Portions of veterinarian James Irvine Lupton's book on horse management that deal with the problems of confinement husbandry practices have been selected as a significant historical record of humane concerns that were documented one hundred years ago. While the author's descriptive prose may lack scientific "objectivity," it does express a common sense morality and the subjective and intuitive observations and conclusions of an experienced veterinarian who clearly respects and understands the horse. His words bespeak of a bygone era where the care or husbandry of animals was both an art and a science, a discipline based upon empathy, compassion and factual knowledge. How far indeed have we progressed, ethically and technologically, in improving the husbandry of domesticated animals, such as the horse, since 1884? While conditions may be more sanitary and diseases better understood, prevented, and treated, it is a fact that stabled horses in 1984 are too often kept under comparable conditions of extreme deprivation and show the same behavioral pathologies that Lupton so clearly describes.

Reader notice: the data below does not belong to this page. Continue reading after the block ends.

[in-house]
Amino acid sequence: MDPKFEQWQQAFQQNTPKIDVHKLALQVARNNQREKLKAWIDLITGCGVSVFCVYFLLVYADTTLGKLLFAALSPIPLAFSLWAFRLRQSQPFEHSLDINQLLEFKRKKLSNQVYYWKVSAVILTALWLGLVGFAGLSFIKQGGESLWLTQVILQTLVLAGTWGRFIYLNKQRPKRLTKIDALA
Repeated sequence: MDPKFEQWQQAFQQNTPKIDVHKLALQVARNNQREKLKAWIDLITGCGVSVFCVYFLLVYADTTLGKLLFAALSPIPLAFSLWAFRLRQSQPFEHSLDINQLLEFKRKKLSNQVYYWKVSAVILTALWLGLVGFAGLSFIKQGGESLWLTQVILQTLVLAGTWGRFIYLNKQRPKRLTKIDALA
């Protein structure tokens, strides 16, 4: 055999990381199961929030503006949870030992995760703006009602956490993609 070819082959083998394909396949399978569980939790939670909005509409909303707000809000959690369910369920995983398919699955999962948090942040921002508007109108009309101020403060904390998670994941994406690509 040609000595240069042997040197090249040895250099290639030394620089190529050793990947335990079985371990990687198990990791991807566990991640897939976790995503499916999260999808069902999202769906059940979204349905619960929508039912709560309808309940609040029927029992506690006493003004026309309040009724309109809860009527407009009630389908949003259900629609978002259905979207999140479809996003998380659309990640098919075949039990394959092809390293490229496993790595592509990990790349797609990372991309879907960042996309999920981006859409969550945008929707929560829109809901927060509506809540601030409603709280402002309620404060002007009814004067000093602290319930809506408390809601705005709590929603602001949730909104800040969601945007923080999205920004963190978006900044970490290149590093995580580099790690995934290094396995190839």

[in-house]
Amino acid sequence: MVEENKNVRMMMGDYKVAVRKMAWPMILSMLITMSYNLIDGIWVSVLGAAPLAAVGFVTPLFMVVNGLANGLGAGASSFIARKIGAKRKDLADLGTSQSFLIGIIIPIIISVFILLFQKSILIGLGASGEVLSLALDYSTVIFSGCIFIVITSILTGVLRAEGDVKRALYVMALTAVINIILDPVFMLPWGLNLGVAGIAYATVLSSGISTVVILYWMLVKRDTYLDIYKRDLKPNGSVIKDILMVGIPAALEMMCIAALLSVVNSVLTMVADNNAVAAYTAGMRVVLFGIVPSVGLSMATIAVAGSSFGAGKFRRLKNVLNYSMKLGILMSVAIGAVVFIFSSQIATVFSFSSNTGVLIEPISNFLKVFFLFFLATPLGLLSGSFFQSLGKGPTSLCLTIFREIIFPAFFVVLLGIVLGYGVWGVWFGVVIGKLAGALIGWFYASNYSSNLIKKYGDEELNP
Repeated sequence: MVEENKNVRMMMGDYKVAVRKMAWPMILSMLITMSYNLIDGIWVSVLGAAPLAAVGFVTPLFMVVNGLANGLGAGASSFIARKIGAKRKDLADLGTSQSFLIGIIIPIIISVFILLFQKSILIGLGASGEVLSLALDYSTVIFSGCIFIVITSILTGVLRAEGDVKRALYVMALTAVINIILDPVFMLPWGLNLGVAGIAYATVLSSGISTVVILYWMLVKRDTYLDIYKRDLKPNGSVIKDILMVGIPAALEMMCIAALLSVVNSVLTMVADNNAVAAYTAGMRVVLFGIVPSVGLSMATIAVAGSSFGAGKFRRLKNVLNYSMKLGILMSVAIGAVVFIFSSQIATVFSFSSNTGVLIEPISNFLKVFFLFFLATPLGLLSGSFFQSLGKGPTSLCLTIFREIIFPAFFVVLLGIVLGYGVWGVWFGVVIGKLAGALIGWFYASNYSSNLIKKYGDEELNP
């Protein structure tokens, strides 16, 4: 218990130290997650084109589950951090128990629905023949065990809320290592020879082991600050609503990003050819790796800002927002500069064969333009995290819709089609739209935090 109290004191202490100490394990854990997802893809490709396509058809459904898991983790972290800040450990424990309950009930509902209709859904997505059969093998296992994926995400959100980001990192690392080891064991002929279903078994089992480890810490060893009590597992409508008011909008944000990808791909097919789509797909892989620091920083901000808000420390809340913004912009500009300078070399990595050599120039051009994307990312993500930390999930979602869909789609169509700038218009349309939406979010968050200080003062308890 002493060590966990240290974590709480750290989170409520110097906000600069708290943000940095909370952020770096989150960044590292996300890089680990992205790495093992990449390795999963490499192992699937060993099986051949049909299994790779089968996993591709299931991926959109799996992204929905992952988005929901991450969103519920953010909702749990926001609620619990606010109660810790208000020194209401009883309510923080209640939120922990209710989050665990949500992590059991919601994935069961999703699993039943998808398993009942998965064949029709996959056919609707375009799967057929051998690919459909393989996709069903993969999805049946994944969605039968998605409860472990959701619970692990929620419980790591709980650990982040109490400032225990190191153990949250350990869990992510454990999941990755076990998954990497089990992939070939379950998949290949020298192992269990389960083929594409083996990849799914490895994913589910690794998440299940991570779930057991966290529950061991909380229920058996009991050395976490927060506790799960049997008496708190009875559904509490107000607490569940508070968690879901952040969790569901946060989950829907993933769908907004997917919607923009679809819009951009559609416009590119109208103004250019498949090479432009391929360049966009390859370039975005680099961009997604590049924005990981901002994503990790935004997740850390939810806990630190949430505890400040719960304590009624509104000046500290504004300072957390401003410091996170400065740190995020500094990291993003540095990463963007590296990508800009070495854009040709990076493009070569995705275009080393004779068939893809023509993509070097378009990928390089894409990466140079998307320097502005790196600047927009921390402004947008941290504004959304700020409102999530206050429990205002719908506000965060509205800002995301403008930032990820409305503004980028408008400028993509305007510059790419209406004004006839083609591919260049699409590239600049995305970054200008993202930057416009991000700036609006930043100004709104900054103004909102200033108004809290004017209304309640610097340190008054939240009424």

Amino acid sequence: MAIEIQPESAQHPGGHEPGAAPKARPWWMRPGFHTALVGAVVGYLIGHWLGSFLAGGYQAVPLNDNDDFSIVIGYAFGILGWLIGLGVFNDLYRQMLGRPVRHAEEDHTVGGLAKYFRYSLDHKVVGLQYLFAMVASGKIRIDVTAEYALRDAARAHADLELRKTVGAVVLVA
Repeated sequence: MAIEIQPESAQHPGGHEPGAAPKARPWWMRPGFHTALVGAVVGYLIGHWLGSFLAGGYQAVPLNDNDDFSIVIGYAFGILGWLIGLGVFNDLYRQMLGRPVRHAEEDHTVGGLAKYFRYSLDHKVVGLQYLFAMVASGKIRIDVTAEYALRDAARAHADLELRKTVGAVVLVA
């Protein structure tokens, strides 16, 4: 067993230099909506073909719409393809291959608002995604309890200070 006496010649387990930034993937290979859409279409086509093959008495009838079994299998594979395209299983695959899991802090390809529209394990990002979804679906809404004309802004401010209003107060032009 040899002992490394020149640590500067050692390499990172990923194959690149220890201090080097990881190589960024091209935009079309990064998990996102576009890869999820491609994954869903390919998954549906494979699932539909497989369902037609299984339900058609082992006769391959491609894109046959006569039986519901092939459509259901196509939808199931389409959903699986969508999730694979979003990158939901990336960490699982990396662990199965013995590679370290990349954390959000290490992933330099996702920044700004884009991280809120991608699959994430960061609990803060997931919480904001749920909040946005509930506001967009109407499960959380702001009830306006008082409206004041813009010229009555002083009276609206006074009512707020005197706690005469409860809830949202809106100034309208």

Lupton, J.I. (1984). Evils of modern stables. In M.W. Fox & L.D. Mickley (Eds.), Advances in animal welfare science 1984/85 (pp. 155-161). Washington, DC: The Humane Society of the United States.